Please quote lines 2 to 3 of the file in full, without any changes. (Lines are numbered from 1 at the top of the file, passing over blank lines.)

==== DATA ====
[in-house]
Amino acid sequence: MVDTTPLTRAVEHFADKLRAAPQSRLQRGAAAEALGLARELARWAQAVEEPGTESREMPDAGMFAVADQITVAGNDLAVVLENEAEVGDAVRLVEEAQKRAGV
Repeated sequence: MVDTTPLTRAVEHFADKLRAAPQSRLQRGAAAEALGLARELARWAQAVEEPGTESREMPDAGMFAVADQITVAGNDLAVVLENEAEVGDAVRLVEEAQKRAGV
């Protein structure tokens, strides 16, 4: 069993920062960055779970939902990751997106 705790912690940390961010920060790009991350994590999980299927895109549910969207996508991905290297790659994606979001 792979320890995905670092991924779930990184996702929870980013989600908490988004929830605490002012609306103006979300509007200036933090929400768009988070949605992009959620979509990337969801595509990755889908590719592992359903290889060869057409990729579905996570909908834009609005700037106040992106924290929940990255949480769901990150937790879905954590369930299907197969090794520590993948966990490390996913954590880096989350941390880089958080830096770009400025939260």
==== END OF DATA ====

Amino acid sequence: MVDTTPLTRAVEHFADKLRAAPQSRLQRGAAAEALGLARELARWAQAVEEPGTESREMPDAGMFAVADQITVAGNDLAVVLENEAEVGDAVRLVEEAQKRAGV
Repeated sequence: MVDTTPLTRAVEHFADKLRAAPQSRLQRGAAAEALGLARELARWAQAVEEPGTESREMPDAGMFAVADQITVAGNDLAVVLENEAEVGDAVRLVEEAQKRAGV